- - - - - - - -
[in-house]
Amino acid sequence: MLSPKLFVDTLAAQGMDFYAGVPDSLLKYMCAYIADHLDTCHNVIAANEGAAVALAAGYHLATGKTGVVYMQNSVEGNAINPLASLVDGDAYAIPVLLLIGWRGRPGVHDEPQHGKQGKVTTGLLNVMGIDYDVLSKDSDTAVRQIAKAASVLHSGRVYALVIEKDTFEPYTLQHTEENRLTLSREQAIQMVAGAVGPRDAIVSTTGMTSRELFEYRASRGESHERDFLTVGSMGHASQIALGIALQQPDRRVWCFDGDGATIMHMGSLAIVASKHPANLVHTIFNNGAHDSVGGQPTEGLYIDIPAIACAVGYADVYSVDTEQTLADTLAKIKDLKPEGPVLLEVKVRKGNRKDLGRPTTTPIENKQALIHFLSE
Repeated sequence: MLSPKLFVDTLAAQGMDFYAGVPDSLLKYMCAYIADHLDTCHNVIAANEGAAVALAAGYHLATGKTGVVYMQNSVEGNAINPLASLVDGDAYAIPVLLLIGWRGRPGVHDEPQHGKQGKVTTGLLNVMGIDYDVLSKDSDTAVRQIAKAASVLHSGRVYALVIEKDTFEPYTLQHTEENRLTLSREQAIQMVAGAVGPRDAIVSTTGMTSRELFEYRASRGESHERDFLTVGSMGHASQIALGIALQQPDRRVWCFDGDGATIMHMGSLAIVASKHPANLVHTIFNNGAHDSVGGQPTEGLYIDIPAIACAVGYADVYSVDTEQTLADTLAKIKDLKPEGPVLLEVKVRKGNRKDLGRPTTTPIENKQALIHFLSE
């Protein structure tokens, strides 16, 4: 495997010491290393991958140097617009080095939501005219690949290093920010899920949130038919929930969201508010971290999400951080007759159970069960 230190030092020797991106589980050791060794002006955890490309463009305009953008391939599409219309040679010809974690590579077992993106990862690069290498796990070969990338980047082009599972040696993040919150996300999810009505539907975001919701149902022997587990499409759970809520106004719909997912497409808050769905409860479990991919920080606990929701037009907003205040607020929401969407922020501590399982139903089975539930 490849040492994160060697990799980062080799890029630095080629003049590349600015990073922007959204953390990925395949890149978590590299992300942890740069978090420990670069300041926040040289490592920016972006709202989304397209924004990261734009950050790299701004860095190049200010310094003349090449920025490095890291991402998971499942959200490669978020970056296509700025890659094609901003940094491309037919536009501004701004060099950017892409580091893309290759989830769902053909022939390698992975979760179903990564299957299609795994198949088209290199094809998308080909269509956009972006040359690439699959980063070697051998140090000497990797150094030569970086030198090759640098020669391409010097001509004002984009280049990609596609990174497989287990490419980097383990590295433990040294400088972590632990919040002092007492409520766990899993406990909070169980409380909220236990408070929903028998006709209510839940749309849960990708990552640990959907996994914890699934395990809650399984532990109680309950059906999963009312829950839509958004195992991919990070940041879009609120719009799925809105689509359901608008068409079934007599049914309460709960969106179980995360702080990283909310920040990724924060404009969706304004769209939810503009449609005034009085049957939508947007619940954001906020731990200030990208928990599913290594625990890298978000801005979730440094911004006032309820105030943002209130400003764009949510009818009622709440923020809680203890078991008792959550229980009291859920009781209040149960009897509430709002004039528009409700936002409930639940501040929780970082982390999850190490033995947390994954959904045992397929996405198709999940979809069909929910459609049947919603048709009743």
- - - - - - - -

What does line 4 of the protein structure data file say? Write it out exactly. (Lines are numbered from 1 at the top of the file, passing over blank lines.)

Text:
């Protein structure tokens, strides 16, 4: 495997010491290393991958140097617009080095939501005219690949290093920010899920949130038919929930969201508010971290999400951080007759159970069960 230190030092020797991106589980050791060794002006955890490309463009305009953008391939599409219309040679010809974690590579077992993106990862690069290498796990070969990338980047082009599972040696993040919150996300999810009505539907975001919701149902022997587990499409759970809520106004719909997912497409808050769905409860479990991919920080606990929701037009907003205040607020929401969407922020501590399982139903089975539930 490849040492994160060697990799980062080799890029630095080629003049590349600015990073922007959204953390990925395949890149978590590299992300942890740069978090420990670069300041926040040289490592920016972006709202989304397209924004990261734009950050790299701004860095190049200010310094003349090449920025490095890291991402998971499942959200490669978020970056296509700025890659094609901003940094491309037919536009501004701004060099950017892409580091893309290759989830769902053909022939390698992975979760179903990564299957299609795994198949088209290199094809998308080909269509956009972006040359690439699959980063070697051998140090000497990797150094030569970086030198090759640098020669391409010097001509004002984009280049990609596609990174497989287990490419980097383990590295433990040294400088972590632990919040002092007492409520766990899993406990909070169980409380909220236990408070929903028998006709209510839940749309849960990708990552640990959907996994914890699934395990809650399984532990109680309950059906999963009312829950839509958004195992991919990070940041879009609120719009799925809105689509359901608008068409079934007599049914309460709960969106179980995360702080990283909310920040990724924060404009969706304004769209939810503009449609005034009085049957939508947007619940954001906020731990200030990208928990599913290594625990890298978000801005979730440094911004006032309820105030943002209130400003764009949510009818009622709440923020809680203890078991008792959550229980009291859920009781209040149960009897509430709002004039528009409700936002409930639940501040929780970082982390999850190490033995947390994954959904045992397929996405198709999940979809069909929910459609049947919603048709009743």